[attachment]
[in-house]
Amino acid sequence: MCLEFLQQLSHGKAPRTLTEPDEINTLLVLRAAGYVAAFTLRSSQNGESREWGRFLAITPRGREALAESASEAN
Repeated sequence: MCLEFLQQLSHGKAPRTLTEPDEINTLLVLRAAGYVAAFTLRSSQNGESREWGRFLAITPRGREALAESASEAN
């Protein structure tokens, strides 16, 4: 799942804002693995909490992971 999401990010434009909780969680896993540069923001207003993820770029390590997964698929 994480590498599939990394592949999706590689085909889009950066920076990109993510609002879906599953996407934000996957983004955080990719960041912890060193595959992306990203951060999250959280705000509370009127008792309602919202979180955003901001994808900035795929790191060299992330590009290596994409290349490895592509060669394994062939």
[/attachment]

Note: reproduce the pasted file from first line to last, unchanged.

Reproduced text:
[in-house]
Amino acid sequence: MCLEFLQQLSHGKAPRTLTEPDEINTLLVLRAAGYVAAFTLRSSQNGESREWGRFLAITPRGREALAESASEAN
Repeated sequence: MCLEFLQQLSHGKAPRTLTEPDEINTLLVLRAAGYVAAFTLRSSQNGESREWGRFLAITPRGREALAESASEAN
């Protein structure tokens, strides 16, 4: 799942804002693995909490992971 999401990010434009909780969680896993540069923001207003993820770029390590997964698929 994480590498599939990394592949999706590689085909889009950066920076990109993510609002879906599953996407934000996957983004955080990719960041912890060193595959992306990203951060999250959280705000509370009127008792309602919202979180955003901001994808900035795929790191060299992330590009290596994409290349490895592509060669394994062939």